Telcos must fix connection row

Three major telecommunication operators — Globe Telecom, Inc., PLDT Inc., and DITO Telecommunity Corp. — should set aside feuds over debts arising from supposed fraudulent international calls.

Instead, they should focus on ironing out interconnection deal to fulfill their mandate of serving the public’s interests.

“If it’s an interconnection issue, then there should be no other reason why the telcos should prevent another telco from interconnecting with it. In this particular case, that is the issue being propounded by DITO,” Eliseo Rio, a former commissioner of the National Telecommunications Commission, said in a television interview.

“The interconnection always has to be answered first. Telcos cannot limit what is required by the other telco to have their subscribers get in touch with their subscribers.”

Citing Executive Order 59 issued by late President Fidel V. Ramos in 1993, he said it mandated that “the interconnection between NTC-approved telcos shall be compulsory.”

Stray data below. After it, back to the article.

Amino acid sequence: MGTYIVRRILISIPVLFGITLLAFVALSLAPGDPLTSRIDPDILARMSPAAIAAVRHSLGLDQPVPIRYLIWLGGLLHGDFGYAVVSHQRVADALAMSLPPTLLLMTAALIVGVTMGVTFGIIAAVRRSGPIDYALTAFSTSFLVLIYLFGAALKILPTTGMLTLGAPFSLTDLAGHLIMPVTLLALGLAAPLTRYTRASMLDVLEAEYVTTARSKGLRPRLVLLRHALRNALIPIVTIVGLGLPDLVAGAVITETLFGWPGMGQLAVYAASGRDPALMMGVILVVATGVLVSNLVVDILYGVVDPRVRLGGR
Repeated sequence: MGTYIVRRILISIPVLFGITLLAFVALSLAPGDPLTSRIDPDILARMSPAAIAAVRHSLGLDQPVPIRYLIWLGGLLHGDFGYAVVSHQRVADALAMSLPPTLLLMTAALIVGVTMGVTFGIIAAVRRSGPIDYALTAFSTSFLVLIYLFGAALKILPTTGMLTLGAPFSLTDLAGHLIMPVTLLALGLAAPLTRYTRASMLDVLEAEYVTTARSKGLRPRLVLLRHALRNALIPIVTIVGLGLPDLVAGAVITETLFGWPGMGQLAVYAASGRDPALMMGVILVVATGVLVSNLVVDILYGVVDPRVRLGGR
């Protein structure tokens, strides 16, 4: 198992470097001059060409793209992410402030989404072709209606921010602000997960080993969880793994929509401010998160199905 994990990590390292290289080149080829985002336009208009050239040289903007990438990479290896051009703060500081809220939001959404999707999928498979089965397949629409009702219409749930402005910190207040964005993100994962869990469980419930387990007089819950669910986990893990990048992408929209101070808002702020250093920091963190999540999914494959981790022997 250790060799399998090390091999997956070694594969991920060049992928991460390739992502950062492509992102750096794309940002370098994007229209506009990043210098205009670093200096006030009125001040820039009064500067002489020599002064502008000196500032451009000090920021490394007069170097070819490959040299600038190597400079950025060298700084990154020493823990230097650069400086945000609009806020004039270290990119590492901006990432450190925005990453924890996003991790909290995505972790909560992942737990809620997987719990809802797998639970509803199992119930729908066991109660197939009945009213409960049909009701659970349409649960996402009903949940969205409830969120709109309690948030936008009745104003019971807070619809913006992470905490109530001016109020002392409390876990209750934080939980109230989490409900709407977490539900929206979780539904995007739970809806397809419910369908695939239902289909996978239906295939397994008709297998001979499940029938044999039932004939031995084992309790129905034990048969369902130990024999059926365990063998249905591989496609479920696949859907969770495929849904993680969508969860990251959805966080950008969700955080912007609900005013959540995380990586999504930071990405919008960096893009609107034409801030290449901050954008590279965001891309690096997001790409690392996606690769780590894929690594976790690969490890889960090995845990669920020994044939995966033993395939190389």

“That’s what the EO is all about. It’s an anti-competitive measure because a dominant telco could easily not allow a lesser telco to communicate with his or her subscriber, so the subscribers of the lesser telco will be the ones suffering. We don’t like that,” he added.

Govt needs to step in

International simple resale activities, according to Rio, had been a problem in the market, but those “were never used to restrict interconnection between and among telcos.”

Rio, who also served as undersecretary of the Department of Information and Communications Technology, said the government should give “more focus” on DITO’s complaints as “the public will suffer” if the interconnection issue continues.

DITO filed cases before the Philippine Competition Commission last week about the anti-competitive practices of Globe and Smart in their interconnection agreements.

Officials from DITO earlier said that 70 percent to 80 percent of calls to other operators do not get through, way below the NTC’s requirement that an interconnection quality must have a failure rate of no more than 1 percent.

Both Globe and Smart responded to the claim, reiterating that they have always played fair in the market.

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